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South African minister of mineral resources and energy Gwede Mantashe joined a global coalition of ministers, CEOs, investors and other key leaders in the energy sector for the first ever International Energy Agency’s (IEA) Clean Energy Transition Summit where the focus was on reviving the economy that will be carbon-free.

Chaired by IEA executive director Dr Fatih Birol, the virtual summit gathered ministers representing 80% of global energy consumption and carbon emissions to discuss and debate the steps needed to achieve a definite peak in global carbon emissions and set the world on course for a sustainable and resilient recovery strategy post COVID-19.

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Participating ministers included those from the world’s largest energy users such as China, the United States and India and speakers ranged from the United Nations Secretary General António Guterres to heads of regional development banks, past and present COP presidents and leaders from civil society.

All speakers emphasised that the Summit came at a pivotal moment when the world faces urgent and shared challenges to rebuild economies, create jobs and accelerate clean energy transitions.

The Summit was livestreamed across IEA digital channels to a global audience that reached more than 500,000 viewers.

Participants drew on the findings of the April Global Energy Review which provided the first comprehensive COVID-19 impact assessment across all fuels and emission trends, finding a historic drop in both global energy demand and carbon emissions.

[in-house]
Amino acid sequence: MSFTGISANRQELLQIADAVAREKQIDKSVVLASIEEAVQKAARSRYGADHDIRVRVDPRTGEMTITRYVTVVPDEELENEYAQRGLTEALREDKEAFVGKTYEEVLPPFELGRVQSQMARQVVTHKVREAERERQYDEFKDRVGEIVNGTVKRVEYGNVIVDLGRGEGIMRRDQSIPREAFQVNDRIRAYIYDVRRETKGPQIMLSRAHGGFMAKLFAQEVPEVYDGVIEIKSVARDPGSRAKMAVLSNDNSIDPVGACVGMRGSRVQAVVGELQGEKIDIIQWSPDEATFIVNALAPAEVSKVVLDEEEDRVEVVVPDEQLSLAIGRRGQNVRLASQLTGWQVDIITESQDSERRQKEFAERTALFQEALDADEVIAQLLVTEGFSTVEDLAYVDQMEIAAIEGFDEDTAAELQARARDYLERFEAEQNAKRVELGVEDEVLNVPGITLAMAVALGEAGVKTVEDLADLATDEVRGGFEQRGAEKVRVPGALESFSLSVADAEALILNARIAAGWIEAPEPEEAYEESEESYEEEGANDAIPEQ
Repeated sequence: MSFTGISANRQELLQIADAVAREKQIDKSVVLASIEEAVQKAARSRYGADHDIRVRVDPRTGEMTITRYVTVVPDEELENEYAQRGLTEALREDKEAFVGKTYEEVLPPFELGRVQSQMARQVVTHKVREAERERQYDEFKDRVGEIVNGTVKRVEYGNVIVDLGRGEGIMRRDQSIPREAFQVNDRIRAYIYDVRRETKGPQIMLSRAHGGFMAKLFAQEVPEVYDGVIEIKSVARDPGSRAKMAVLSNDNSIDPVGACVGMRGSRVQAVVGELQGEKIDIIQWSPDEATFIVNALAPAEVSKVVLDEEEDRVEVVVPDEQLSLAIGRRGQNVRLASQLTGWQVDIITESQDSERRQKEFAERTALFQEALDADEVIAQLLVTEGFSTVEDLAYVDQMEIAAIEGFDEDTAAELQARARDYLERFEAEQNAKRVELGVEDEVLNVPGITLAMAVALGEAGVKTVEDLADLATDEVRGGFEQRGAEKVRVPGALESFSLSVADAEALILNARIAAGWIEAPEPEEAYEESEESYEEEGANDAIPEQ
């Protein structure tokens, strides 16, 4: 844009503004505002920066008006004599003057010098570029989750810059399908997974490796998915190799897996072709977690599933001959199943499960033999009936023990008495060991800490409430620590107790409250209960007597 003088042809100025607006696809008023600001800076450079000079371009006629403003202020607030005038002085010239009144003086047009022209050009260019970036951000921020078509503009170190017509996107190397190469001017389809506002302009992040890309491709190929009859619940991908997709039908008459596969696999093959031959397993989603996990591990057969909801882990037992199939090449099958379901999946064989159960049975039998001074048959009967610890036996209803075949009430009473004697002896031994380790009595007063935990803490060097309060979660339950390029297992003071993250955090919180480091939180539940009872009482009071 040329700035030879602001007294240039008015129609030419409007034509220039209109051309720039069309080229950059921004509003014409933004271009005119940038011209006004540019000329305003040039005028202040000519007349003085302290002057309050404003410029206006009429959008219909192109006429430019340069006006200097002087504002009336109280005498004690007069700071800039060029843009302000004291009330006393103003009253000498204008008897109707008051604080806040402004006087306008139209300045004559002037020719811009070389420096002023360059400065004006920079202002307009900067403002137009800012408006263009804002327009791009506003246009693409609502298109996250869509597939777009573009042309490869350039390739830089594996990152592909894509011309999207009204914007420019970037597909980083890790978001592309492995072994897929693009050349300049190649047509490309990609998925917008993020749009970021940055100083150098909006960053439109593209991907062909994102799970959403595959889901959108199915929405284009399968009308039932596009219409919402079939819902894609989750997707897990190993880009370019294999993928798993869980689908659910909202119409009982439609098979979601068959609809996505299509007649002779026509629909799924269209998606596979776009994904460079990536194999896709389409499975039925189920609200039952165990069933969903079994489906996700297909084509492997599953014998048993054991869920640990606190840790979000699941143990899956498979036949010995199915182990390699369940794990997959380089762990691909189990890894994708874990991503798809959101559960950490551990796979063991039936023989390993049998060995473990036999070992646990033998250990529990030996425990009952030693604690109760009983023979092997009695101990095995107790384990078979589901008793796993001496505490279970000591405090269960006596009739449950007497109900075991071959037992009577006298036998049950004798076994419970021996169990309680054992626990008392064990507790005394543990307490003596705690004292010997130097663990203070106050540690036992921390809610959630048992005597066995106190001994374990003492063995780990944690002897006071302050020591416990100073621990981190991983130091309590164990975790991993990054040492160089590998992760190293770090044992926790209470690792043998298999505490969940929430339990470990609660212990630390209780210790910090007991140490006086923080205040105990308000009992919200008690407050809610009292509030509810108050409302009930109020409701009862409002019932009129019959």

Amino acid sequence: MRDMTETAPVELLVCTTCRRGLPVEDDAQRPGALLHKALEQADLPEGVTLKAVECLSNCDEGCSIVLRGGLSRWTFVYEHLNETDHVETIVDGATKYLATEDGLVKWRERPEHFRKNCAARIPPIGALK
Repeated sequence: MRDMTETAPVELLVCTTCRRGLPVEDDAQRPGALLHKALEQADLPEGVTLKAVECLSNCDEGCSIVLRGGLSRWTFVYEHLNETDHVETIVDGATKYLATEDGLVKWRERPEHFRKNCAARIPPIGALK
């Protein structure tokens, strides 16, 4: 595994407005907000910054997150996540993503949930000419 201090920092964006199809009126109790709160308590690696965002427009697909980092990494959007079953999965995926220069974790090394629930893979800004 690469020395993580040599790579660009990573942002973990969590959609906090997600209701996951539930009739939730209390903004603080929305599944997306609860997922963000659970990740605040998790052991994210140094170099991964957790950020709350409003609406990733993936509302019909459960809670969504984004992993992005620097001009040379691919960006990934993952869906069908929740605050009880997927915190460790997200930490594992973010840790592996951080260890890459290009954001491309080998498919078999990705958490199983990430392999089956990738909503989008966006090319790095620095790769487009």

The World Energy Investment report in May warned of a 20% plunge in global energy investment for 2020, raising worrying implications for clean energy transitions and security. The IEA’s Market Reports across various fuels also provide ongoing impact assessments.

Applauded by summit participants, the IEA’s Sustainable Recovery Plan (developed in cooperation with the International Monetary Fund) sets out 30 actionable, ambitious policy recommendations and target investments.

Implementation of this plan would require global investment of $1 trillion, but if pursued it could boost global economic growth by 1.1% a year, save or create 9 million jobs annual and avoid a rebound in emissions and put them into structural decline.

According to this Sustainable Recovery Plan, 35% of new jobs could be created through energy efficiency measures and another 25% in power systems, particularly in wind, solar and modernising and strengthening electricity grids. 

Participants agreed to reconvene mid-2021 for a second IEA Clean Energy Transitions Summit to ensure the world takes advantage of this historic responsibility.

Archived editions of the summit sessions can be accessed here.